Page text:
Amongst their recommendations was that the UN’s own actions in the period be looked at. Last week Mr. Ban appointed former UN Population Fund chief Thoraya Obaid to conduct a review.
Citing judgments of the International Criminal Tribunal for the former Yugoslavia and other precedents, TAG argues that the UN panel of experts’ 2011 report supports the case for genocide in Sri Lanka.
Contrast to Sudan
The account of the Deng-Rice meeting puts in further focus the case of Sri Lanka.
The cable describes at some length their discussion on the situation in Sudan – Mr. Deng’s home country.
Ambassador Rice challenged Deng on the dismal response of African leaders to the crisis in Sudan, described many African leaders as “being more interested in their narrow self-interests rather than the good of the people of Sudan.”
She also criticised the SPLM (Sudan People’s Liberation Movement) for “not play[ing] a constructive role in seeking security and justice for the people of Darfur”, and for “remain[ing] conspicuously silent when the government of Sudan announced the expulsion of international humanitarian NGOs from the country.”
Ambassador Rice also noted that she had gone on record as labeling the Sudanese expulsion of humanitarian agencies and the resulting closure of aid programs as “genocide by other means.”
However, just a few months earlier (September 2008), the Sri Lankan government had also expelled humanitarian agencies from the Vanni.
In response there was no protest, let alone action, from the US or any other international actor.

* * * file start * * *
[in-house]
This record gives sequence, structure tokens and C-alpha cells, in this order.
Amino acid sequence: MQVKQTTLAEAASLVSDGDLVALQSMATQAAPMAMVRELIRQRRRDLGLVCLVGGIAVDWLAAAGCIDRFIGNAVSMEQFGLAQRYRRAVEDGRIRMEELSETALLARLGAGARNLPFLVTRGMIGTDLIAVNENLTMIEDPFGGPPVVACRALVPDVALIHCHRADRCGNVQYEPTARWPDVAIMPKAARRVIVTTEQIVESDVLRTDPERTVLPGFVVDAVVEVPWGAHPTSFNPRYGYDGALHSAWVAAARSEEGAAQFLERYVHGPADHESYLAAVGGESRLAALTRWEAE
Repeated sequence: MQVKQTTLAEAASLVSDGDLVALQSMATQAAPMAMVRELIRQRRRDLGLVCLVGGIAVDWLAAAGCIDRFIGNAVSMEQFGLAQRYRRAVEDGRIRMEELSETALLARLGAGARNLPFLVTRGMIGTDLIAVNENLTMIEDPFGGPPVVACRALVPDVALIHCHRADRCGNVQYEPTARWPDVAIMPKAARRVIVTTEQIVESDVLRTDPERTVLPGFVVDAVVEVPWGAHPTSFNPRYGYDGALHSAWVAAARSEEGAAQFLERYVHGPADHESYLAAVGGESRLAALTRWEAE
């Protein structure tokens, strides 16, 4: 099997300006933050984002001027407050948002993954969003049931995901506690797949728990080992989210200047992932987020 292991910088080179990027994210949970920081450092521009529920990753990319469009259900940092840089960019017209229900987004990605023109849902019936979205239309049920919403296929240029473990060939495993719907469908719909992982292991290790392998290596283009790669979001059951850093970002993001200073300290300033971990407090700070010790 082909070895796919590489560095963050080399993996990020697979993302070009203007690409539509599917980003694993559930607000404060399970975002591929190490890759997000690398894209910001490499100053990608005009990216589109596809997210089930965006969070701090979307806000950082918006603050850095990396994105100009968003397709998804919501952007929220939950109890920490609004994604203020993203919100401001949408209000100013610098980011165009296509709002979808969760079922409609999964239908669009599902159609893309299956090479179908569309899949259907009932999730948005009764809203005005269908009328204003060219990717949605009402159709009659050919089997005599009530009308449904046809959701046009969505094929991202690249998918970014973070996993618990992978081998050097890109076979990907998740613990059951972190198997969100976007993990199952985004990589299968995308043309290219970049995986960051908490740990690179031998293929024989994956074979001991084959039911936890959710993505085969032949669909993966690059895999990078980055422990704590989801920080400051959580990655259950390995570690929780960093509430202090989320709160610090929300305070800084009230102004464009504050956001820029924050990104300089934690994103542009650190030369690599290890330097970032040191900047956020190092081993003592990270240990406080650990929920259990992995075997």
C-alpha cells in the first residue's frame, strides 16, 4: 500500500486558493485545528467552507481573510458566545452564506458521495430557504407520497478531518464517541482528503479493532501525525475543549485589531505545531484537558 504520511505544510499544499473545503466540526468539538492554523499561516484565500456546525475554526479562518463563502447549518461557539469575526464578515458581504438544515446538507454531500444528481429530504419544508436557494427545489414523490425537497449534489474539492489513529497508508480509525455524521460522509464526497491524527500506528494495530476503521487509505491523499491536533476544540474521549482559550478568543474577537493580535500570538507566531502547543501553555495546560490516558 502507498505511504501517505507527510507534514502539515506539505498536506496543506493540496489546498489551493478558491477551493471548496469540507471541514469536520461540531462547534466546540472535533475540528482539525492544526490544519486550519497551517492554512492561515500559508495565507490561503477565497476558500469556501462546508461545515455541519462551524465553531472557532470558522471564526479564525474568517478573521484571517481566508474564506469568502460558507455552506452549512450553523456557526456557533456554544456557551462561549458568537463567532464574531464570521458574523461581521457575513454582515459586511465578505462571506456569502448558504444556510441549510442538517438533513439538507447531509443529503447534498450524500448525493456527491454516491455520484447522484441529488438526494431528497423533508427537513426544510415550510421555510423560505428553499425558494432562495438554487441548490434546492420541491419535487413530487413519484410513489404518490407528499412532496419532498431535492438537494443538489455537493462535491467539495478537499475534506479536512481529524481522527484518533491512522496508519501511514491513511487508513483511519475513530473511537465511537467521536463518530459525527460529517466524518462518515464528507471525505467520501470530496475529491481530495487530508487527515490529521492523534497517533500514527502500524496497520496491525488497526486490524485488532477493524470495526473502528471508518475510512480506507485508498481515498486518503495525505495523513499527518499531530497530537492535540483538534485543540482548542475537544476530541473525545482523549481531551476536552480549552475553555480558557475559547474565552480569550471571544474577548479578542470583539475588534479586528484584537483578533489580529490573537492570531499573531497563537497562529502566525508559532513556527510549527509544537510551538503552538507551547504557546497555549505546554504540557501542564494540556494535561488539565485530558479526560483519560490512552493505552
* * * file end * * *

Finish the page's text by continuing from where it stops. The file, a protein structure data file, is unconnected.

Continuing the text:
Instead, in an accompanying blaze of publicity, the humanitarian community drove out of the Vanni in a single convoy, abandoning hundreds of thousands of people to their fate.
Interestingly, this is what the cable quotes Mr. Deng as saying regarding Sudan’s humanitarian blockade:
“he had drafted a mild statement in response to the Sudanese government’s action to expel aid agencies, but that it was stuck in the office of the Secretary General where a quiet, low-key approach is favored when dealing with this matter.”
Mr. Deng had opened the meeting by stating that his mandate as the Special Adviser for the Prevention of Genocide (SAPG) “is impossible, but must be made possible”.
He saw the work of his office as the catalyst for a larger process within the UN to prevent genocide from occurring, but admitted that “at the moment, he does not push to be allowed to brief the UN Security Council unless he knows that he will get a positive response.”
He also noted how NGOs were pushing his office “to adopt a strategy of ‘name and shame’” in the prevention of genocide.